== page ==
Although advances in technology would allow all applied BI tools to work and would no longer be a particular barrier to this, the business penetration of business intelligence remains low. Its wider organizational spread also requires the development of a corporate culture that understands and evaluates fact-based decision-making.
Business leaders are beginning to recognize the importance of basing their initiatives on data and analysis. Bence Arató, Director of BI Consulting, host of the Budapest BI Forum 2021 in November, gave an overview of the market and technology trends in business intelligence in his opening speech.
However, along with Gartner’s cited favorable forecast (Top 10 Data and Analytics Trends, 2021), the enterprise-wide expansion of data analysis solutions is far from seamless. According to the latest survey by the BARC (Business Application Research Center) in Berlin (BI Survey 2022), organizations are hampered by a variety of difficulties in applying business intelligence more widely. For example, nearly a third (32 percent) of users surveyed complained of poor data quality, more than a quarter (26 percent) a problem of internal power struggles over data ownership, and business users’ lack of interest and poor governance caused problems in more than a fifth (21 percent) of companies. in this area. Just over a quarter of respondents (27 per cent) say they have no particular problems with BI practices in the workplace. among companies. Respondents most often mentioned the use of Logi Analytics and Microsoft Excel (40 to 38 percent) and Yellowfin and Zoho Reports (33 to 30 percent). Nearly a quarter of organizations (23-21 percent) work with Phocas, Information Builders, and Microsoft SQL Server Reporting Services, while 19 percent have implemented Oracle BI, Qlik Sense, Targit, Sisense, and Pyramid Analytics. . And 17 percent of companies use all of these products, and more than a dozen BI software. According to a study), less than 10 percent of employees still work with BI devices in a quarter and less than 20 percent in a fifth. Although advances in technology would make it possible for business needs to give everyone access to BI capabilities – which would make the license fee of around $ 15, or about $ 5,000, affordable – less than 15 percent of companies say they have more employees. more than 80 percent use these solutions. According to Dresner Advisory Services, this proportion has hardly increased since 2015.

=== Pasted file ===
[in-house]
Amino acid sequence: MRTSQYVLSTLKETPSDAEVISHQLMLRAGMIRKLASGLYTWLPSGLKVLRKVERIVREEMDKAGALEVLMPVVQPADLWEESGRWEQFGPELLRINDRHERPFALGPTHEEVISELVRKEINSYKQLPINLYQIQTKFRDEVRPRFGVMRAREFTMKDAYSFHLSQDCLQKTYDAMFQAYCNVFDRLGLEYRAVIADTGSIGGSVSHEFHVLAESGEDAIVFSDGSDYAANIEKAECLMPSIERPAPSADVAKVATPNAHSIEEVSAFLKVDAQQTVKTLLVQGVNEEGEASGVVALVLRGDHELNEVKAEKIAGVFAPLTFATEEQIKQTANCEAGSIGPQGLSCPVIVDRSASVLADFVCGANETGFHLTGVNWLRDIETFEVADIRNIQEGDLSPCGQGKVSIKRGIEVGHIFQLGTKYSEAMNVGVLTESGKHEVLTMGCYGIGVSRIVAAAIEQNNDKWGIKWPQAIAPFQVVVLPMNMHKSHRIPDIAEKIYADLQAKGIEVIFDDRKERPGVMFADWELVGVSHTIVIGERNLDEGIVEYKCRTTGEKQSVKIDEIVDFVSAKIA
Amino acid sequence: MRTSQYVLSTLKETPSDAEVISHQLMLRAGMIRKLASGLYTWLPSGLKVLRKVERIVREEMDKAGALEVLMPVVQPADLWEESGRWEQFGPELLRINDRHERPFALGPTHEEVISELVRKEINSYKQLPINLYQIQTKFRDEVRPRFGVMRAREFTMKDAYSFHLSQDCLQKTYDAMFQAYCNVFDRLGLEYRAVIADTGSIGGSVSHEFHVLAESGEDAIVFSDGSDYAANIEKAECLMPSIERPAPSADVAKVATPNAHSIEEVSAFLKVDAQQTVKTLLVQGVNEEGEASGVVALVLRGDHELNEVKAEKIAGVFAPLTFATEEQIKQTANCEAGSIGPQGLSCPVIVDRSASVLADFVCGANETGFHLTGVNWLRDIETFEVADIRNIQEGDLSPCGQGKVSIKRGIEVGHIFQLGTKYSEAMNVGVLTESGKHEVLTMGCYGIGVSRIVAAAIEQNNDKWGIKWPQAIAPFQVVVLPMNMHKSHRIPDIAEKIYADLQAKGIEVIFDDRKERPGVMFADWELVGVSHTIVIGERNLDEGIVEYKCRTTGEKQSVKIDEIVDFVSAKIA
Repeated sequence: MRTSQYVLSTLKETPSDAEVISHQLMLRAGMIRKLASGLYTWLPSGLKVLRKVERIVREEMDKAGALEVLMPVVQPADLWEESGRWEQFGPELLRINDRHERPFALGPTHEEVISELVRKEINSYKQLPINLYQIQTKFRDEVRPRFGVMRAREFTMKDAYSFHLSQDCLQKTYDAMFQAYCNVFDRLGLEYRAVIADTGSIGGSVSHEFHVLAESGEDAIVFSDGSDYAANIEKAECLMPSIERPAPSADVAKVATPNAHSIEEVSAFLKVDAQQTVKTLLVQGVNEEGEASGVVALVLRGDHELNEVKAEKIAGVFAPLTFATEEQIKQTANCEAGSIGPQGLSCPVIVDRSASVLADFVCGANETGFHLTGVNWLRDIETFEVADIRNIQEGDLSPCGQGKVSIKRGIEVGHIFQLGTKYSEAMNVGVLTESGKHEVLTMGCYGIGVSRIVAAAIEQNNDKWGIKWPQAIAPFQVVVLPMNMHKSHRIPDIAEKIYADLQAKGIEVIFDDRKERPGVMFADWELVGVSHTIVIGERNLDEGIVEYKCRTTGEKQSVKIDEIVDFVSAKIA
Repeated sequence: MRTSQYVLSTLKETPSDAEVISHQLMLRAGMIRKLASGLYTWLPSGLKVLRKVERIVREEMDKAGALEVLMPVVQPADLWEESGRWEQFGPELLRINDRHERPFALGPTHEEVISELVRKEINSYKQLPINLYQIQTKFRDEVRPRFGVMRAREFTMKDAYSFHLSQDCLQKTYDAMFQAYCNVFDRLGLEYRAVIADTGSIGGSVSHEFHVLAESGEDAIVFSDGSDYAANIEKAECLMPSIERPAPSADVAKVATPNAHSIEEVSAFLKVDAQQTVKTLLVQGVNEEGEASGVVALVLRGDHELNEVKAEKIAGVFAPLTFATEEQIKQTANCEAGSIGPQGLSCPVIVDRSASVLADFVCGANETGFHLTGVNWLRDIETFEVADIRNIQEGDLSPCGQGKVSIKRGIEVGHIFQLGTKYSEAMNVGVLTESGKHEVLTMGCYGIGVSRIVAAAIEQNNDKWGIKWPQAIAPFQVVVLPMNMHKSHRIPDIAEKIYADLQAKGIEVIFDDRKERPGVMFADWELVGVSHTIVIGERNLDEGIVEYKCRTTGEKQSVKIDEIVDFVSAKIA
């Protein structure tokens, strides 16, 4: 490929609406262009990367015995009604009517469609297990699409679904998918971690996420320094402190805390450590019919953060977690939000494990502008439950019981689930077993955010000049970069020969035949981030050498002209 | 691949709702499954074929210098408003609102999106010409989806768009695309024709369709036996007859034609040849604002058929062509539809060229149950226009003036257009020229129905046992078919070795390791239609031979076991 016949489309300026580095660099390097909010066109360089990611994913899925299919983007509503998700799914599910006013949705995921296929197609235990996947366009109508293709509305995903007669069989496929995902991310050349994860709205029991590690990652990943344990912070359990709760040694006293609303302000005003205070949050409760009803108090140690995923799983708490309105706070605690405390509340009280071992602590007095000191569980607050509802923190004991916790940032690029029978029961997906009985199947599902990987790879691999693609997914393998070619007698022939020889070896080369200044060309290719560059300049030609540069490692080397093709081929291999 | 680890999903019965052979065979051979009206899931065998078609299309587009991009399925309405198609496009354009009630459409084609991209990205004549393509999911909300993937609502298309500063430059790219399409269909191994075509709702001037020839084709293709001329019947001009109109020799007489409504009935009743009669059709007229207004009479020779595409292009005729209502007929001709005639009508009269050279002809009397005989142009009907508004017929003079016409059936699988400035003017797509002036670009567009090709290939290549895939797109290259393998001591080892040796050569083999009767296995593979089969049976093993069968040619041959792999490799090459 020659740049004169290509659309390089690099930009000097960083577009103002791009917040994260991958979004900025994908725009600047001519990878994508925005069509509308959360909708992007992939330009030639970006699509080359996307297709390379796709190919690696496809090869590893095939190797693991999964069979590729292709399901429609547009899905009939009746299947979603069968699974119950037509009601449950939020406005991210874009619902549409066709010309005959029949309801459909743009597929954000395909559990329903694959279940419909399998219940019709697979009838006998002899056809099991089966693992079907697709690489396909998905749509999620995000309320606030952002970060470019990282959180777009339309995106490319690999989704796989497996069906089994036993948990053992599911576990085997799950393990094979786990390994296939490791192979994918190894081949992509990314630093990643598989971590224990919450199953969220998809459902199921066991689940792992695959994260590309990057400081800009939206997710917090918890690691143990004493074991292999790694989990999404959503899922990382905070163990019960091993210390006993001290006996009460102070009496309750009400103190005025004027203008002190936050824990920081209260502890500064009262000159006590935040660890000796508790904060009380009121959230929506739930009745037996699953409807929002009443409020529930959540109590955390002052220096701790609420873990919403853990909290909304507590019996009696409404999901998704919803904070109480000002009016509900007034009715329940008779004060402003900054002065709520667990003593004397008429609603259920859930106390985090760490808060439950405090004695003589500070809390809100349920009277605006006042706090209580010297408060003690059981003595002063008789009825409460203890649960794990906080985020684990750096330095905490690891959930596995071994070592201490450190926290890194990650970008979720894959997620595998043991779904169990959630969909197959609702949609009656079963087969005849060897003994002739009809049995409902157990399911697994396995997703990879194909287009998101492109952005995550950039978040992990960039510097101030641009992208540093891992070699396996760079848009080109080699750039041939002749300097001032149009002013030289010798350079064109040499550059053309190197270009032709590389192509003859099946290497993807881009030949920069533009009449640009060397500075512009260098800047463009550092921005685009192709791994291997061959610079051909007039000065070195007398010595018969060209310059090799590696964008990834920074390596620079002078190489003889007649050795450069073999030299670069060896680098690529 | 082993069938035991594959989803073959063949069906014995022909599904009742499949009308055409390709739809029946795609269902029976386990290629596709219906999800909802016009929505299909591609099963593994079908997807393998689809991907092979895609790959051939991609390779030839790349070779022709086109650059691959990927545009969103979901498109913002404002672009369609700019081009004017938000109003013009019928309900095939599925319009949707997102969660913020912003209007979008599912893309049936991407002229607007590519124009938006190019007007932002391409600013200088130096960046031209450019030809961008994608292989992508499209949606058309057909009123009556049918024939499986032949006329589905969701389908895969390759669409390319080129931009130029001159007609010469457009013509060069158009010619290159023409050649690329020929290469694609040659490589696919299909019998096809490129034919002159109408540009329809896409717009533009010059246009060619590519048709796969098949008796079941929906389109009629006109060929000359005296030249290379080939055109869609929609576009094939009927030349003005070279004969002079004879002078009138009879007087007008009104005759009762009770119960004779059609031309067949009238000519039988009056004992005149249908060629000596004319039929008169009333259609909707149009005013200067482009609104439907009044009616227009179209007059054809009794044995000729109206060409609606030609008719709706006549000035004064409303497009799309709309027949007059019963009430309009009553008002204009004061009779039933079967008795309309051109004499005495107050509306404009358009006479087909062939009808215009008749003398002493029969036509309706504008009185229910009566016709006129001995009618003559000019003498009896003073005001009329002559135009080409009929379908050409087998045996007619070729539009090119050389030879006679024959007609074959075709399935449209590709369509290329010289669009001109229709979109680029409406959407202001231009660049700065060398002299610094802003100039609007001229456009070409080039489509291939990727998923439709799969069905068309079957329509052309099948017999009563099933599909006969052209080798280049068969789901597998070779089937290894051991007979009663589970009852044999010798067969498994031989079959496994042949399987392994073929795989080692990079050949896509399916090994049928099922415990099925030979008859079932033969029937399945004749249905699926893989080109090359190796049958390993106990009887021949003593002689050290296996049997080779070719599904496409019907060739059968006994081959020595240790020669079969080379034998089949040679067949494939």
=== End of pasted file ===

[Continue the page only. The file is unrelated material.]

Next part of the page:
It is understandable that the majority of respondents (77-59 per cent) say that management support, good internal communication and cooperation, and evidence-based a corporate culture that understands and evaluates decision-making is most needed to make BI initiatives a success. Clear goal setting, reliable data, and the availability of trained professionals are the second most important group of success factors (49-42 percent of responses), followed by self-service and easy-to-use tools (38-35 percent)
Look for Critical Capabilities
While opaque many players and tools are crowding the data technology market from Gartner’s Magic Quadrant for Analytics and BI Platforms last year and this year judging by the leading vendors of analytics and BI platforms, the lead has not changed, with Microsoft, Tableau and Qlik maintaining their podium positions, with only ThoughtSpot being transferred to a quarter of a strong visionary in the lead. According to Bence Arató’s admittedly non-scientific research, the big triple is the most popular supplier in Hungary, in the same order. Power BI’s user base has more than doubled in three years to 2,800, and the number of professionals working with Tableau has risen by 8,000 to 2,000. Qlik users are the smallest, expanding from 380 to just 430 during this time – but these are only estimates based on familiar LinkedIn profiles.